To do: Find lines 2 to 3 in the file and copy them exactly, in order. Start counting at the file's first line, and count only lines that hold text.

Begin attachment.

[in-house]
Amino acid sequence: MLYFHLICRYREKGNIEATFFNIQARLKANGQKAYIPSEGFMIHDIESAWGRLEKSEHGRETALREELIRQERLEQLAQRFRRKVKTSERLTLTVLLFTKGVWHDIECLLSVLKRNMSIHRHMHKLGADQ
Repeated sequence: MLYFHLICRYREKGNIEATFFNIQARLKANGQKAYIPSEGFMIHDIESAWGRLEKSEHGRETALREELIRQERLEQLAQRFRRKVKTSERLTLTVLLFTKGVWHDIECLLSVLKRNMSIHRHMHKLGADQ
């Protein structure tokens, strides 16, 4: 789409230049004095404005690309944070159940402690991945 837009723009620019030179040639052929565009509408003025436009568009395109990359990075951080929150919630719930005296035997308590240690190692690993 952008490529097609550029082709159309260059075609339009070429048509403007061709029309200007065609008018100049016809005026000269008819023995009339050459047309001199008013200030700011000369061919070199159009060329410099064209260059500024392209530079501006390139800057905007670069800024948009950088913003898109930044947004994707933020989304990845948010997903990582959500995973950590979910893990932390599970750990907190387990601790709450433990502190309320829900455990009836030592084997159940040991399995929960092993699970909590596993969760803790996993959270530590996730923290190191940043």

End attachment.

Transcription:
Amino acid sequence: MLYFHLICRYREKGNIEATFFNIQARLKANGQKAYIPSEGFMIHDIESAWGRLEKSEHGRETALREELIRQERLEQLAQRFRRKVKTSERLTLTVLLFTKGVWHDIECLLSVLKRNMSIHRHMHKLGADQ
Repeated sequence: MLYFHLICRYREKGNIEATFFNIQARLKANGQKAYIPSEGFMIHDIESAWGRLEKSEHGRETALREELIRQERLEQLAQRFRRKVKTSERLTLTVLLFTKGVWHDIECLLSVLKRNMSIHRHMHKLGADQ